RenuWell - Stand with oil sands workers calling for renewable energy


Good news for energy workers: Project to solve orphan oil well problem with solar energy gets green light.

Project represents an opportunity for training and employment in renewable energy for oil and gas workers hit hard by the downturn in the fossil fuel industry

Oil and gas workers are welcoming the announcement...

Iron & Earth, a worker-led not-for-profit empowering fossil fuel industry and Indigenous workers to build and implement climate solutions, is a partner in the project developed by Keith Hirsche, a leading innovator in the oil and gas industry. Iron & Earth sees the initiative as an opportunity for its members in the region to get training in renewable energy while using skills earned in the oil and gas industry.

“Many fossil fuel workers are ready to help build a net-zero emissions economy and we have the skills to do the work,” says Lliam Hildebrand, Executive Director of Iron & Earth. “This project is a perfect example of our workforce building that new economy.”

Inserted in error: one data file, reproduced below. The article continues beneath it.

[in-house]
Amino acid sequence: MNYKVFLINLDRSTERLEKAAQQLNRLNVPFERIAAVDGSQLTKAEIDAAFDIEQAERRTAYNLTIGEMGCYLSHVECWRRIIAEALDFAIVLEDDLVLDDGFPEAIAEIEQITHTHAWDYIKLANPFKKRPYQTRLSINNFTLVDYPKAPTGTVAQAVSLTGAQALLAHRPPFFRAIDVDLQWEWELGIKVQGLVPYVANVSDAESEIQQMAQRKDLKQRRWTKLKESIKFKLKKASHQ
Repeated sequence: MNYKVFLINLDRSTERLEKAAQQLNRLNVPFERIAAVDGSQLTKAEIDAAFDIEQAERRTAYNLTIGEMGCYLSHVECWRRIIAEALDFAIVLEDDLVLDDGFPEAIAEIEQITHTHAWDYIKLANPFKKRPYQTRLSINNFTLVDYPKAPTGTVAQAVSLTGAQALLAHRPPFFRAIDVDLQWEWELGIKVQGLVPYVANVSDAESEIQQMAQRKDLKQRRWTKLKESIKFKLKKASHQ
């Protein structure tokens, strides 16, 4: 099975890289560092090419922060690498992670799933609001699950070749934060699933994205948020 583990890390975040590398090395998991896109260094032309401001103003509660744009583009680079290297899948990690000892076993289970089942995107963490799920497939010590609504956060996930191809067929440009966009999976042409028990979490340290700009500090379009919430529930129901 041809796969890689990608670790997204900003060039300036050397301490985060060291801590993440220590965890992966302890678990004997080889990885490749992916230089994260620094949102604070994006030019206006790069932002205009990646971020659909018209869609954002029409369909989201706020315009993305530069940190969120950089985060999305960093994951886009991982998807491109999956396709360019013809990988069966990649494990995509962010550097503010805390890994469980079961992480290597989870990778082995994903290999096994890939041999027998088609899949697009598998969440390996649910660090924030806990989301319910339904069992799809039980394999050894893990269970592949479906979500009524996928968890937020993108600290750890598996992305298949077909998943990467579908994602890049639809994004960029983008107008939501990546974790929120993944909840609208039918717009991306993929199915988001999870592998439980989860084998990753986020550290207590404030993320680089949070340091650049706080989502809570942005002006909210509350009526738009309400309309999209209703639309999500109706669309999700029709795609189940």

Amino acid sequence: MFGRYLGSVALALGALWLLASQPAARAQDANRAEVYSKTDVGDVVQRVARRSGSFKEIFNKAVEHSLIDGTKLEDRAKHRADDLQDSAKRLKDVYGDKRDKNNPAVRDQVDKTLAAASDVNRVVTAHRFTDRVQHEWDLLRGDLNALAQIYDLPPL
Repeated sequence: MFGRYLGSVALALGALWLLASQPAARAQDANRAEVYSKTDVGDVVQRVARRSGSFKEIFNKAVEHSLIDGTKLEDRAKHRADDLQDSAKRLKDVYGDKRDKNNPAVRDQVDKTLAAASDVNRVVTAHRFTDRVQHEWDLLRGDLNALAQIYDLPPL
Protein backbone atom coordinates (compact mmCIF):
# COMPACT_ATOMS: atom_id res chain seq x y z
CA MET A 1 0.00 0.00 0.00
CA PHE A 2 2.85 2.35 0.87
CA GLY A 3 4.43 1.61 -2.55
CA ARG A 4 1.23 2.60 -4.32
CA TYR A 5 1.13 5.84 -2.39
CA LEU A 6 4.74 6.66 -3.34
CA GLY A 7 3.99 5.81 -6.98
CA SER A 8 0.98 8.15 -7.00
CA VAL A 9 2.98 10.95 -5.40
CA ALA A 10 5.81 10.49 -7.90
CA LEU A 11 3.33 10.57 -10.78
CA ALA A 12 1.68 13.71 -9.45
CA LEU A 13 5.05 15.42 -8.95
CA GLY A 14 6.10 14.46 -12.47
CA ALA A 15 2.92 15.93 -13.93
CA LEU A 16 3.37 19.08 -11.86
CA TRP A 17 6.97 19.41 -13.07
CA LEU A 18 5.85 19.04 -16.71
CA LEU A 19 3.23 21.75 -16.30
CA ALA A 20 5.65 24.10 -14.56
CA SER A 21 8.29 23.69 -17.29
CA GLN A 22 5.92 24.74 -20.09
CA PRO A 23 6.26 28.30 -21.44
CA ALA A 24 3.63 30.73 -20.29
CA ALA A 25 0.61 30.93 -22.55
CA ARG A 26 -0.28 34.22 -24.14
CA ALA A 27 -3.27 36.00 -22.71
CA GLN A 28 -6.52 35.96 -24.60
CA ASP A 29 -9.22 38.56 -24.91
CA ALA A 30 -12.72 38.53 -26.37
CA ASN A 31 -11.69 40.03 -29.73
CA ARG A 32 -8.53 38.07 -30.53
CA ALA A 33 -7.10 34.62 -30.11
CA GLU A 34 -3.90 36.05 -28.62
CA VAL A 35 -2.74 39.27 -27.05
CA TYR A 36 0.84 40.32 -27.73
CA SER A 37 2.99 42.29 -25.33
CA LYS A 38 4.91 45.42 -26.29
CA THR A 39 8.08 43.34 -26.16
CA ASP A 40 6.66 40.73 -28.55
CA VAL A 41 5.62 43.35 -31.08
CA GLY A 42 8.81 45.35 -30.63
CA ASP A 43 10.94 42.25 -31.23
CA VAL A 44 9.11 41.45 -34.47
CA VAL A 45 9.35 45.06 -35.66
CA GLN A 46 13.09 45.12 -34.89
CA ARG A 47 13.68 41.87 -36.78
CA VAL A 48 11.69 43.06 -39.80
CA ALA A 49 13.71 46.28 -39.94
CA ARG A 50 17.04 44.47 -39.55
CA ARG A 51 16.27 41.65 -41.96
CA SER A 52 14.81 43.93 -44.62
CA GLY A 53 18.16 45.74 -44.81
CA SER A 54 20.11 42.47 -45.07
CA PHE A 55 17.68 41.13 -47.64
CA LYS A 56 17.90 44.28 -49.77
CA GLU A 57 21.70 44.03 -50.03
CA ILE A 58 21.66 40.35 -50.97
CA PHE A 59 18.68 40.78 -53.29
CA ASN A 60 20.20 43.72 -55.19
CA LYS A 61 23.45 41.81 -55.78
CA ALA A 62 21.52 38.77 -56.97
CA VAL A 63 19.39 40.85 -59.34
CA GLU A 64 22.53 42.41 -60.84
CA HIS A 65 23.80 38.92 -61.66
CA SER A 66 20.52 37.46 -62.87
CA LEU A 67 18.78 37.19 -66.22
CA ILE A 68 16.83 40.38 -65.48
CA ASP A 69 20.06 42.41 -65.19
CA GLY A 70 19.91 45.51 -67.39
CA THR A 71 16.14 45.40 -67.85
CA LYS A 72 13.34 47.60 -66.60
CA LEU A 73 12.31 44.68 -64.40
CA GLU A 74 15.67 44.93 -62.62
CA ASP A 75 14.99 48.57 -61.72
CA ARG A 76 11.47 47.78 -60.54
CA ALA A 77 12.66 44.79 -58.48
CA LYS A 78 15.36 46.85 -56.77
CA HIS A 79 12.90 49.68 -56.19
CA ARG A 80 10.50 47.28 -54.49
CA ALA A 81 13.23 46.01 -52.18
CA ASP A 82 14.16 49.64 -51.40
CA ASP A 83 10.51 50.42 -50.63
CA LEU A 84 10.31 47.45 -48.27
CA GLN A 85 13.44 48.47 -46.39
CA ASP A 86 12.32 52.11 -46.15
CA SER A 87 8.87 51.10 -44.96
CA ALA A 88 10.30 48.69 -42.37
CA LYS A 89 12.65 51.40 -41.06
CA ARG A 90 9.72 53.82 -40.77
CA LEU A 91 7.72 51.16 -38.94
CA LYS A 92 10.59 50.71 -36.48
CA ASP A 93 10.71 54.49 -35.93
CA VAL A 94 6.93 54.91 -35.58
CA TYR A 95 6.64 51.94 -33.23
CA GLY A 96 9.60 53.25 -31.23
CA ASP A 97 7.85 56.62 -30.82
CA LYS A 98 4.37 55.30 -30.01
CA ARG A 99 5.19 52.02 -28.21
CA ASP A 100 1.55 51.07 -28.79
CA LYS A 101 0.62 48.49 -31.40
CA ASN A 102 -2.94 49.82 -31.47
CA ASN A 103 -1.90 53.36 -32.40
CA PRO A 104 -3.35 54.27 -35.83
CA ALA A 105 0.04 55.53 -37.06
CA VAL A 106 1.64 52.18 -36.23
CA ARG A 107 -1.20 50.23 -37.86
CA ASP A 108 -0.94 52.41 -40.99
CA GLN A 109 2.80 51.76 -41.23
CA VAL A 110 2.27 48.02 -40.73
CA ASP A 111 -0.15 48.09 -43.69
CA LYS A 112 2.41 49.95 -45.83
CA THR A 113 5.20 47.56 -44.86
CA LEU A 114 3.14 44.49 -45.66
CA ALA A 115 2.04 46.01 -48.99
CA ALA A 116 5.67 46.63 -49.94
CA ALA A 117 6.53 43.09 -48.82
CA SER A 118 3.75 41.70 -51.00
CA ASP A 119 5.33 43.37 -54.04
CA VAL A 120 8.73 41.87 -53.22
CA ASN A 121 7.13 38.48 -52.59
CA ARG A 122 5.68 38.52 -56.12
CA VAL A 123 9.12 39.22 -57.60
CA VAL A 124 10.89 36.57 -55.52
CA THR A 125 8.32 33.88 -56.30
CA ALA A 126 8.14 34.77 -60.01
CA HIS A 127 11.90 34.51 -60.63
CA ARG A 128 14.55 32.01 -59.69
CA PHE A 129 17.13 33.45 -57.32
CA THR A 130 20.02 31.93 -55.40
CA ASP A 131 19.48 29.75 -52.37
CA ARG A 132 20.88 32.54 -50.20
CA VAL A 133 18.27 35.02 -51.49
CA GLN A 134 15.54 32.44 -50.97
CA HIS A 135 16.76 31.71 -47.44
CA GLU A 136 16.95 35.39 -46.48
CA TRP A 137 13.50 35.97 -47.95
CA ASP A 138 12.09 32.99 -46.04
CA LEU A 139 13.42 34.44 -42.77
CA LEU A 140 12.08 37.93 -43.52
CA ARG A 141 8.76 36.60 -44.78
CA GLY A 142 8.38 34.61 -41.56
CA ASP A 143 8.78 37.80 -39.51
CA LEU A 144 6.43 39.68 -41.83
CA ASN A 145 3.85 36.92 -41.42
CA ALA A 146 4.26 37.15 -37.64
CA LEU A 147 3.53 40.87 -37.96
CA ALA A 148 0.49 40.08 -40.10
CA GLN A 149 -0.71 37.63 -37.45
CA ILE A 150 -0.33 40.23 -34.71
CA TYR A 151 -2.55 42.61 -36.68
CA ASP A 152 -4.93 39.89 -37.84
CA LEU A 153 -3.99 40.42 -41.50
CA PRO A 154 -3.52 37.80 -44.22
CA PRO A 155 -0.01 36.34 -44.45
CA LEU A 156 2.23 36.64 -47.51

As a part of the project, Iron & Earth is partnering with Medicine Hat College to develop a 5-day rapid upskilling program for fossil fuel industry and Indigenous workers to learn the basics of solar before working on transforming the well sites themselves. 

Hildebrand notes that “as Canada stimulates its economy following the pandemic, it is critical to invest in projects that will have wide-reaching and long term economic and social benefits. RenuWell is exactly the type of shovel ready project.” Hildebrand says the hope is that the RenuWell model can soon scale up to repurpose more of the hundreds of thousands of wells across Canada.

Iron & Earth was founded and operates on Indigenous land within Treaty Six Territory and Métis Region 4 in amiskwaciy-wâskahikan (in Nehiyawewin/Cree), so-called Edmonton. The home of many Indigenous Peoples including the Nehiyawak/Cree, Tsuut’ina, Niitsitapi/Blackfoot, Métis, Nakota Sioux, Haudenosaunee/Iroquois, Dene Suliné, Anishinaabe/Ojibway/Saulteaux, and the Inuk/Inuit.

We pay our respects to all Indigenous Peoples of this land. Through their spiritual and practical relationships with the land, a rich heritage for our learning and our life as a community has been created and maintained. We recognize that the transition to a low-carbon future must be led by Indigenous Peoples and that there will be no justice unless we acknowledge and repair our relationship with the land.

We are committed to responding to the Truth and Reconciliation Commission of Canada’s Calls to Action and upholding the United Nations Declaration on the Rights of Indigenous Peoples, and acknowledge that we are always learning and unlearning practices that minimize harm and lead to the development of trust between us and Indigenous Peoples across Nations and urban centers.